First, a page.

equipment, accommodation, training and other facilities to
ensure proper functioning of the medical college or
conducting the new course or study or training or
accommodating the increased admission capacity, have
been provided or would be provided within the time-limit
specified in the scheme.

(d) whether adequate hospital facilities, having regard to
the number or students likely to attend such medical college
or course of study or training or as a result of the increased
admission capacity, have been provided or would be
provided within the time-limit specified in the scheme;

(e) whether any arrangement has been made or programme
drawn to impart proper training to students likely to attend
such medical college or course of study or training by
persons having the recognised medical qualifications;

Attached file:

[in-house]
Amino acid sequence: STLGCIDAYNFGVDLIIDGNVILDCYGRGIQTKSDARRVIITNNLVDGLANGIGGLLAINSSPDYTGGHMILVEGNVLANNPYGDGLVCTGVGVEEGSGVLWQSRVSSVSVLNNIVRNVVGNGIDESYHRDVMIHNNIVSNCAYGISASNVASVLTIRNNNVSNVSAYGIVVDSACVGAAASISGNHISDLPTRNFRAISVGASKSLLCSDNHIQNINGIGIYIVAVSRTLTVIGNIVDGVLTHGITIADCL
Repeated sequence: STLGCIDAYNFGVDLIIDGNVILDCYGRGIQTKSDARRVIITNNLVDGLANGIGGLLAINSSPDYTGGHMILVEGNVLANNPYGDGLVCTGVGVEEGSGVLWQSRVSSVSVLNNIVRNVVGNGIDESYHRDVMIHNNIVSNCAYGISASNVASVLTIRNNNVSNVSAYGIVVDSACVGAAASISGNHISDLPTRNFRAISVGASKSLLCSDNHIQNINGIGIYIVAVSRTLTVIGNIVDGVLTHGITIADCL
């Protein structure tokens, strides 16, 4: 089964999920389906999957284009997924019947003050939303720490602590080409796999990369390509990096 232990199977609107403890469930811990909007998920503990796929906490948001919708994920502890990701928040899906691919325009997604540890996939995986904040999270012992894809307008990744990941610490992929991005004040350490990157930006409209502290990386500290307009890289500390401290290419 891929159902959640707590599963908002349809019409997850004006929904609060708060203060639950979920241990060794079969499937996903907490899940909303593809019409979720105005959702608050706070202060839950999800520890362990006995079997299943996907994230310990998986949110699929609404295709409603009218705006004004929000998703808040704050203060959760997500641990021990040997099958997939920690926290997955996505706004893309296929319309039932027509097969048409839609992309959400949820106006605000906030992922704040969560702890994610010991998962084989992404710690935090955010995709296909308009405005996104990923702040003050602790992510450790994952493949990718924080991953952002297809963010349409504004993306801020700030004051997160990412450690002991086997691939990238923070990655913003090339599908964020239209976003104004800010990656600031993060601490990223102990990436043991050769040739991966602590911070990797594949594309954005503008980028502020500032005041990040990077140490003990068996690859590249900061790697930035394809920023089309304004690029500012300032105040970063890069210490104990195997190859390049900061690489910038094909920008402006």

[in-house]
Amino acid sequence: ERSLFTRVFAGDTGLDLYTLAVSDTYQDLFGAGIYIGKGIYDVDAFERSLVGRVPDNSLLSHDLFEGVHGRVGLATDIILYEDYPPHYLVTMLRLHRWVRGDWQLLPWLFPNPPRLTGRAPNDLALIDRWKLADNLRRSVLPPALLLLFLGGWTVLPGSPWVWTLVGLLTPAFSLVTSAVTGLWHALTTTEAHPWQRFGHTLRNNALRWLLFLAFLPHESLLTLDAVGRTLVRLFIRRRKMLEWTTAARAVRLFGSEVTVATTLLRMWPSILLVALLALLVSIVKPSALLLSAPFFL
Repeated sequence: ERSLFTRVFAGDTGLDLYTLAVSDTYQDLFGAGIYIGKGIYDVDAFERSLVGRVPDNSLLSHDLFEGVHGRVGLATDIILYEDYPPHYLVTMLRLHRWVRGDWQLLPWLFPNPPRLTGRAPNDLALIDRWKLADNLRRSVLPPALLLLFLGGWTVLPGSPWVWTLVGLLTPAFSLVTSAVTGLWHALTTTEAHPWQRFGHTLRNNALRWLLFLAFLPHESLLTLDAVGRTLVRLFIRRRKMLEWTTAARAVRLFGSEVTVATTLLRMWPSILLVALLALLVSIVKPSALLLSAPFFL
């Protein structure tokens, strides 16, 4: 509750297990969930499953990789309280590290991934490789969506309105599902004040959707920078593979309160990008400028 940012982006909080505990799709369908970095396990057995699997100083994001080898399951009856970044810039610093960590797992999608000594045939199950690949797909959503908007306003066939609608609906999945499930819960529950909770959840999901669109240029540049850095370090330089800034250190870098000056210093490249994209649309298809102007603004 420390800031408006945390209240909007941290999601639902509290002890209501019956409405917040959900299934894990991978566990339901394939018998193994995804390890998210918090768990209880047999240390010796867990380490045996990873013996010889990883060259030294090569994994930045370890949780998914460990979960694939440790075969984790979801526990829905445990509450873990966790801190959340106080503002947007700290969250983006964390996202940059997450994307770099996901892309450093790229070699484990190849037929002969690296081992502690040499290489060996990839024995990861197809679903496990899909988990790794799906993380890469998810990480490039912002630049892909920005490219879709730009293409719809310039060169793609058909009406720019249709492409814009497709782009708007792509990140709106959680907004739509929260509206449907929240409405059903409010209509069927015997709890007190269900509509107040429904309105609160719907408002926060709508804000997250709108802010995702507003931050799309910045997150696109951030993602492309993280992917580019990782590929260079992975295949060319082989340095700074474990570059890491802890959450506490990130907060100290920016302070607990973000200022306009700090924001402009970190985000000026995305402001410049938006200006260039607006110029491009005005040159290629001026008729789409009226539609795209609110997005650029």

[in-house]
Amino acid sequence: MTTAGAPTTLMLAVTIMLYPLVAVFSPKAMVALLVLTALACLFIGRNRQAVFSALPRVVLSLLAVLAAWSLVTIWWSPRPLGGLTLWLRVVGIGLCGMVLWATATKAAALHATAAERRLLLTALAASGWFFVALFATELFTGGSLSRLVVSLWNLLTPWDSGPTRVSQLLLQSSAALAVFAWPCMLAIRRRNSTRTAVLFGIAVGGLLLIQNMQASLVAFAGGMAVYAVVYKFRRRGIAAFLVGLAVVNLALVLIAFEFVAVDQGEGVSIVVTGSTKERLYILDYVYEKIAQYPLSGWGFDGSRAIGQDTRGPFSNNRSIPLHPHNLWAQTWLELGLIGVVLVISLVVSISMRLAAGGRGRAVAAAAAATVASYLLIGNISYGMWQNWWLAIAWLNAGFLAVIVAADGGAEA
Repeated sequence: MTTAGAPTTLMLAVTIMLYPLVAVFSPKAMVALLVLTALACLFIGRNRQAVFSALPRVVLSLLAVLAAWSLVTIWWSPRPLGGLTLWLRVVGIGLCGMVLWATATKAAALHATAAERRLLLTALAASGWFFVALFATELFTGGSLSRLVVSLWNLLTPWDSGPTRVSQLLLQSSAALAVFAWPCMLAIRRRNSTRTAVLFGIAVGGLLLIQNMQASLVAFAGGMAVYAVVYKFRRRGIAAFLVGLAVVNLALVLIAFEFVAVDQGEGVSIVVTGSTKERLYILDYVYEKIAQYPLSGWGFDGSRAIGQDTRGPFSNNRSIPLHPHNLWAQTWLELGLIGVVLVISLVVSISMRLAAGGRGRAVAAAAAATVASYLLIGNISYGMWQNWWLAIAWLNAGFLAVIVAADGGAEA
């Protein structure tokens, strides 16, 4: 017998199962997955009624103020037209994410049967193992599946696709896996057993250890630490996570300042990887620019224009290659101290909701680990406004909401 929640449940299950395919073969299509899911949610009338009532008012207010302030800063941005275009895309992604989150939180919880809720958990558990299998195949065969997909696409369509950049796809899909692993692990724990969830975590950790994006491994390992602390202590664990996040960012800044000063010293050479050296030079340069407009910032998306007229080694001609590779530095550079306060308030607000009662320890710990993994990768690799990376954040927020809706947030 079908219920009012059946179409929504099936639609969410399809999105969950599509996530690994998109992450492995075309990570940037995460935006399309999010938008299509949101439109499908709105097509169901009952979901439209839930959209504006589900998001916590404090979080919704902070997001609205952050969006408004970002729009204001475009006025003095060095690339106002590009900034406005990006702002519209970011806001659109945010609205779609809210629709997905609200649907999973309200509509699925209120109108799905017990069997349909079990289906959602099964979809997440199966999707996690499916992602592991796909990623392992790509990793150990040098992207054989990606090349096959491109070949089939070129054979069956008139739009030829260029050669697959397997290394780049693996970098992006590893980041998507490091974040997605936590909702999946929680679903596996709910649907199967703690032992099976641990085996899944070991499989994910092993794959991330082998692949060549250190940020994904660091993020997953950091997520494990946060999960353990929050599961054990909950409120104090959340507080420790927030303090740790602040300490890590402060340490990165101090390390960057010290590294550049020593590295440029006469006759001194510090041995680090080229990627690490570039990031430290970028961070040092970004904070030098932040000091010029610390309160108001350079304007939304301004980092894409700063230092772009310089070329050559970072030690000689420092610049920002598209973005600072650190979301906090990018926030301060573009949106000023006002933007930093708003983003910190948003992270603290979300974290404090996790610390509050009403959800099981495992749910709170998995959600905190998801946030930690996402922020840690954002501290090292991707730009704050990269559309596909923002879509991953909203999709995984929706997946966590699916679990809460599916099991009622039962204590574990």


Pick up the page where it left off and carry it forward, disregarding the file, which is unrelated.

(f) the requirement of manpower in the field of practice of
medicine; and

(g) any other factors as may be prescribed.

XXXXXX

(B) Medical Council of India Establishment of Medical
College Regulations , 1999 (Regulations)

3. The establishment of a medical college – No person shall
establish a medical college except after obtaining prior
permission from the Central Government by submitting a
Scheme annexed with these regulations.

“Scheme For Obtaining Permission of the Central
Government to Establish a Medical College”

17
……..

2. Qualifying Criteria – The eligible persons shall qualify to
apply for permission to establish a medical college if the